Yes. If the primary key also happens to be the clustered index, it is common that the clustered index is duplicated fully for each secondary index in the table. Therefore, having a fatter clustered index, which is what one would get with a composite, implies an increase in storage cost. Also, foreign references to this table would need to specify both fields to refer to a unique entry, which implies a further storage cost. There is also an arguably greater cost in development time because there is a slight increase in the complexity of the join.

On the other hand, depending on the distribution of the values of your two key fields, it may be the case that concurrent access to your table is greatly improved because chronologically-successive inserts could occur on different physical pages; this could be the case, for example, if your fields are time-independent (and non-monotonic like an auto-incrementer) like clientID, or something like that. This could be significant for performance in a high concurrency environment.

I have a table that consists of two id columns which together make up the primary key.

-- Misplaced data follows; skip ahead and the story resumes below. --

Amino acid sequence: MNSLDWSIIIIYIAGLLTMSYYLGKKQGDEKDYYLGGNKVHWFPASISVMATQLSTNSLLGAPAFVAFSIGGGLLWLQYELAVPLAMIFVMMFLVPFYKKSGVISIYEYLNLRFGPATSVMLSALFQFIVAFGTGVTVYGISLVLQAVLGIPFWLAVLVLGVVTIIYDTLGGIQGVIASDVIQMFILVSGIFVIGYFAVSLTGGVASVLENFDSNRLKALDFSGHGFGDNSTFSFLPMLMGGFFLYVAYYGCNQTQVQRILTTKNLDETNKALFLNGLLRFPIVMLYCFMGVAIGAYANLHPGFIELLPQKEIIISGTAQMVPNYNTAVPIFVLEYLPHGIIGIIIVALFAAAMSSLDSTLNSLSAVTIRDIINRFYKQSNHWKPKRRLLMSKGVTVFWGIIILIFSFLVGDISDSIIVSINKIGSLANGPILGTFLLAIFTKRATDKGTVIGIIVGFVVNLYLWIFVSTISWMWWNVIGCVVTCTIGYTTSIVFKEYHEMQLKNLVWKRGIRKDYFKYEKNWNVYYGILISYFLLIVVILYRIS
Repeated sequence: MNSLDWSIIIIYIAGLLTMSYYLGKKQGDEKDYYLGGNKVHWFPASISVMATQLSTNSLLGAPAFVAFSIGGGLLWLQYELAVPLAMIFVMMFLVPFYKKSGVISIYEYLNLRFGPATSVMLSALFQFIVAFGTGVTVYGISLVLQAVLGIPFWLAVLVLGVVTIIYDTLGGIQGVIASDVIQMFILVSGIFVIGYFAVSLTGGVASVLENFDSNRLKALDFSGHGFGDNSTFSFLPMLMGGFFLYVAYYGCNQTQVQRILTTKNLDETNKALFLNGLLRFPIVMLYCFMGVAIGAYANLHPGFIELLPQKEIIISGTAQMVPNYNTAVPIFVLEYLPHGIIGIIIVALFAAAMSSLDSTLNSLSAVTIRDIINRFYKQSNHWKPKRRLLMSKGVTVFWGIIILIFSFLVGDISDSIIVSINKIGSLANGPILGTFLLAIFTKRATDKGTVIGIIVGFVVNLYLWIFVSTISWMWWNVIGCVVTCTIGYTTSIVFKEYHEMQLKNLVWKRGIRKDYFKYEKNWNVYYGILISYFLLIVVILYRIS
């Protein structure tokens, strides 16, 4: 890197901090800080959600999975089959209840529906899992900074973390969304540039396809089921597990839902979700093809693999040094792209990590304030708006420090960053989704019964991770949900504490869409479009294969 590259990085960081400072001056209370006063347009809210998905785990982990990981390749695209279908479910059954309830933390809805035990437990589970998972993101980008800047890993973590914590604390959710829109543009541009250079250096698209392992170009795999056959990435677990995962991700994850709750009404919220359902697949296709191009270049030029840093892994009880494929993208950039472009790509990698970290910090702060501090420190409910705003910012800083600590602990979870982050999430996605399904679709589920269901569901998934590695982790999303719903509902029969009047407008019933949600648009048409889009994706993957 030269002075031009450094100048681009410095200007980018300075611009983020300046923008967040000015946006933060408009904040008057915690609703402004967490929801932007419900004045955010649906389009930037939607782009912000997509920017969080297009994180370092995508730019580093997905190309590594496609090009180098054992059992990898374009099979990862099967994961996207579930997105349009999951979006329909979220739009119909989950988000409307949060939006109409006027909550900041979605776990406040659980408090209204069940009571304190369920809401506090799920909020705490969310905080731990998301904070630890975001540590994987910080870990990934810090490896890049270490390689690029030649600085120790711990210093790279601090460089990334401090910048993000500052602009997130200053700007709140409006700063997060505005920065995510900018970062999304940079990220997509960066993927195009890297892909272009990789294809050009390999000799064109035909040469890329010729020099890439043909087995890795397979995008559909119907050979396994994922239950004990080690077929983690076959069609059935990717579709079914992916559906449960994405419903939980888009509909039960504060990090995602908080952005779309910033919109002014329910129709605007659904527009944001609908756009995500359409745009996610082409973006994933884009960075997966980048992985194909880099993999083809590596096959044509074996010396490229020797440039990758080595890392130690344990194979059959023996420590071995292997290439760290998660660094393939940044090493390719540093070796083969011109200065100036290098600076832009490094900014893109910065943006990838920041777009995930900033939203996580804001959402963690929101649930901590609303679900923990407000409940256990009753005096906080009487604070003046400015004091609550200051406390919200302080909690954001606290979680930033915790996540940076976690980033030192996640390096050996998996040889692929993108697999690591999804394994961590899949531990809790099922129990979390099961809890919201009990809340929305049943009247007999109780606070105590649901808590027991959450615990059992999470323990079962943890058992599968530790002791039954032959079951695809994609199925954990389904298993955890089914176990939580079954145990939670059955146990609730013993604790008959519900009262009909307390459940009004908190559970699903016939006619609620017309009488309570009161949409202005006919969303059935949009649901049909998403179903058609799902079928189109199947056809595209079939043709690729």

Are there any disadvantages to this? Is there a compelling reason for me to throw in a third column that would be unique on it's own?

If the most common way in which your table is queried is to specify those three fields as restrictions, then having all three in a composite key would likely be the fastest lookup.

And there is another important point that I almost forgot. Since having a composite key means that foreign references to this table from other tables must specify all fields in the key, it also means that some queries performed on the other table that required a restriction on one or more of the parts of the composite index of this table, can be performed without requiring a join. This could be considered similar to the concept of denormalization for the sake of performance (and arguably sacrificing a little ease of maintainability).